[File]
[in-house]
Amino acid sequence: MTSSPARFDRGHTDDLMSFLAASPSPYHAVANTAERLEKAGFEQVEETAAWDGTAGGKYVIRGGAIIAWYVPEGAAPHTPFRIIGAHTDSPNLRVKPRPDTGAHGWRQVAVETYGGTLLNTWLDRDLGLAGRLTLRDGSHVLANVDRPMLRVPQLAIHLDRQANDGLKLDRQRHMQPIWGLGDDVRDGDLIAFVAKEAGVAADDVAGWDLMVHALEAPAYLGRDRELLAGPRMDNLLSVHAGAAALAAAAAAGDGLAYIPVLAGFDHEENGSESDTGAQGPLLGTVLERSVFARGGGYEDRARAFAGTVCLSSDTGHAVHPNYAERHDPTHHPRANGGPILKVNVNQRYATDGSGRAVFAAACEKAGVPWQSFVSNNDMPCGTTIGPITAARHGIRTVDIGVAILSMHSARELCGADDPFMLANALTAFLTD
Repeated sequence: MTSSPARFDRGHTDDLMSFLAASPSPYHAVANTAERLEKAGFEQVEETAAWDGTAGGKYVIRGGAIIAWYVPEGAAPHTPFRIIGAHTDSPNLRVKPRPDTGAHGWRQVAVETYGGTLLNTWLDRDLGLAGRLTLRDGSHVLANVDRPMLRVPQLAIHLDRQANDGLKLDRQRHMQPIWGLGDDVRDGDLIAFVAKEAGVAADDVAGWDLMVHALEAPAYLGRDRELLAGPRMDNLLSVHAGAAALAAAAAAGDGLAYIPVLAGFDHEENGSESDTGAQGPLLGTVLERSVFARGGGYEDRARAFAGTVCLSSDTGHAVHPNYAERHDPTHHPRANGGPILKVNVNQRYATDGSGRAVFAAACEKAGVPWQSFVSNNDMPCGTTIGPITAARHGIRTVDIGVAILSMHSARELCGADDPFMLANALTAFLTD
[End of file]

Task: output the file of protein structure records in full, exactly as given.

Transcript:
[in-house]
Amino acid sequence: MTSSPARFDRGHTDDLMSFLAASPSPYHAVANTAERLEKAGFEQVEETAAWDGTAGGKYVIRGGAIIAWYVPEGAAPHTPFRIIGAHTDSPNLRVKPRPDTGAHGWRQVAVETYGGTLLNTWLDRDLGLAGRLTLRDGSHVLANVDRPMLRVPQLAIHLDRQANDGLKLDRQRHMQPIWGLGDDVRDGDLIAFVAKEAGVAADDVAGWDLMVHALEAPAYLGRDRELLAGPRMDNLLSVHAGAAALAAAAAAGDGLAYIPVLAGFDHEENGSESDTGAQGPLLGTVLERSVFARGGGYEDRARAFAGTVCLSSDTGHAVHPNYAERHDPTHHPRANGGPILKVNVNQRYATDGSGRAVFAAACEKAGVPWQSFVSNNDMPCGTTIGPITAARHGIRTVDIGVAILSMHSARELCGADDPFMLANALTAFLTD
Repeated sequence: MTSSPARFDRGHTDDLMSFLAASPSPYHAVANTAERLEKAGFEQVEETAAWDGTAGGKYVIRGGAIIAWYVPEGAAPHTPFRIIGAHTDSPNLRVKPRPDTGAHGWRQVAVETYGGTLLNTWLDRDLGLAGRLTLRDGSHVLANVDRPMLRVPQLAIHLDRQANDGLKLDRQRHMQPIWGLGDDVRDGDLIAFVAKEAGVAADDVAGWDLMVHALEAPAYLGRDRELLAGPRMDNLLSVHAGAAALAAAAAAGDGLAYIPVLAGFDHEENGSESDTGAQGPLLGTVLERSVFARGGGYEDRARAFAGTVCLSSDTGHAVHPNYAERHDPTHHPRANGGPILKVNVNQRYATDGSGRAVFAAACEKAGVPWQSFVSNNDMPCGTTIGPITAARHGIRTVDIGVAILSMHSARELCGADDPFMLANALTAFLTD